Gathering sheep in the mist is atmospheric – if only you can find them!
I’m not a great sleeper, so it’s hardly surprising that this morning I found myself wide awake at four-thirty even though I wasn’t due to meet John for another two hours. Undaunted, I filled in the time by doing some maintenance on the website and, as night turned into day, I noticed it was misty outside.
My concern was focussed on driving to Dean Farm for the sheep gather, but I needn’t have worried. A mile or two from home the mist was thinner, and driving no more of a problem than usual – but it thickened again as we got closer to Droitwich.
John pulled up at the gate with the truck and trailer and, after opening the gate, volunteered to go ahead to prepare the sorting pens while I gathered the sheep. I agreed, but as I looked over the first field I realised it might be easier said than done.
There’s a small patch of land, to the right of the drive, that’s very popular with the sheep. When we arrive there’s usually a handful there who obligingly head for the railway bridge as John’s vehicle moves up the drive. I looked across, to make sure they were on their way as usual, but, to be honest, I could only see one sheep. It appeared to be wandering in the right direction though, so I headed to the wider space on the left, as usual, but making a mental note to come back later and check that the sheep had all vacated the favoured patch.
Now this may seem a painfully obvious statement, but try to bear with me. To be sure you haven’t left any sheep behind, you need to be able to see all the ground between yourself and the hedges. With considerably reduced visibility I found I needed to drive much closer to the hedges than usual to be able to see them. Given the size of the fields I wasn’t able to see the centre ground from the hedge, so I found myself weaving back and forth across the field, peering this way and that, to find the sheep.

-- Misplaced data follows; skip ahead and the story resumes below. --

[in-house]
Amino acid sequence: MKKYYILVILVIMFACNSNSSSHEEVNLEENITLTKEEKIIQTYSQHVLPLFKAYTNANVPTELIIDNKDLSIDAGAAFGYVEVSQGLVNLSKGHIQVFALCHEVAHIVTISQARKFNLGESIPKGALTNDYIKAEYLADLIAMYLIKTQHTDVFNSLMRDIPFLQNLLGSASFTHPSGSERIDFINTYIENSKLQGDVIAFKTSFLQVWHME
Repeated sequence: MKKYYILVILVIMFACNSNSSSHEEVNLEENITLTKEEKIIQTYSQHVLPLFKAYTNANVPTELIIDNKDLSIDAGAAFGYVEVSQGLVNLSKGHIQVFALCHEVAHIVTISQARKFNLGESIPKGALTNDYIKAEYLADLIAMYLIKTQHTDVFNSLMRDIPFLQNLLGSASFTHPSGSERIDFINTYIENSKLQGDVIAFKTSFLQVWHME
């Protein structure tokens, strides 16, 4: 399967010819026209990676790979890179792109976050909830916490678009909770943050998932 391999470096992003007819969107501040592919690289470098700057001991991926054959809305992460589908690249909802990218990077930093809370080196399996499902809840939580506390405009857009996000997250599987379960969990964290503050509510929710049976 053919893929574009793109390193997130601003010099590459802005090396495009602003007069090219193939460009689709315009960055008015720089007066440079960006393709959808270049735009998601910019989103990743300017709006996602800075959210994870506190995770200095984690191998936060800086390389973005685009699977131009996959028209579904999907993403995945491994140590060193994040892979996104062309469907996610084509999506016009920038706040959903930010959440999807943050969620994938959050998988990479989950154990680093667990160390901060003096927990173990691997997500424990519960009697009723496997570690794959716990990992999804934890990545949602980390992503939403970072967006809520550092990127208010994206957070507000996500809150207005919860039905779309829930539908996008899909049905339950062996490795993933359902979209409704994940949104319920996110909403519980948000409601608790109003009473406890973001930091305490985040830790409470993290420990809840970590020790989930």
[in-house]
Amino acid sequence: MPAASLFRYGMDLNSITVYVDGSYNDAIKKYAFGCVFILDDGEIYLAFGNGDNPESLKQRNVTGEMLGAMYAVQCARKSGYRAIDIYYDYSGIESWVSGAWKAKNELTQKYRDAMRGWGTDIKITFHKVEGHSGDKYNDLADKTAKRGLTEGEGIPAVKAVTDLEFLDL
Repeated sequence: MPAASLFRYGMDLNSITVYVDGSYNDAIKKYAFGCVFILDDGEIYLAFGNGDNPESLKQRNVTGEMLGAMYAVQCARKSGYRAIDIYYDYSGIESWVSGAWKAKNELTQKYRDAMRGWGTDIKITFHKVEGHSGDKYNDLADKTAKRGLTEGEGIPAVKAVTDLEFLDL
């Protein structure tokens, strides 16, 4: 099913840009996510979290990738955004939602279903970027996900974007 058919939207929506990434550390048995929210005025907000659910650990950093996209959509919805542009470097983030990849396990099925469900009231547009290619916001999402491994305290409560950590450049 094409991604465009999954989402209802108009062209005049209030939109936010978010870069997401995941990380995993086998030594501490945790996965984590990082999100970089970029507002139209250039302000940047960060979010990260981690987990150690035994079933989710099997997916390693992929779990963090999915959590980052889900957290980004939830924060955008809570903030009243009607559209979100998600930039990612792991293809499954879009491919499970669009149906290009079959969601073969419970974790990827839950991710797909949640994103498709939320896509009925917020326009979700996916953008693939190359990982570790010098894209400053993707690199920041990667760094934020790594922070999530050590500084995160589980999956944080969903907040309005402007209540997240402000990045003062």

I can almost hear you shouting “You’ve got two skilled sheepdogs in the back of that motor – use them!” But, as anyone who’s been in this situation will know, it’s not that easy. Quite simply, since I’ve been helping John to gather the sheep I’ve always done most of the first gather by driving round with the car. I did it from day one because the sheep were already accustomed to moving away from a vehicle; they see the vehicle, and head for the bridge. Simple. Then, when I reached the second field, the real fun would begin, and I’d send a dog off to gather it and to bring the whole bunch to the bridge.
Today my corner cutting caught me out – as it inevitably will! The dogs had never gathered this first field so they didn’t know it. If I’d sent one or both of them off into the mist, I’d have lost sight of them very quickly and been unable to guide them towards sheep I couldn’t see. If I’d only taken those few extra minutes to use the dogs properly (as I had with all the other fields) over the past weeks, the dogs would have learned the routine and the lie of the land, and have made a far more efficient job of gathering the first phase than we actually did.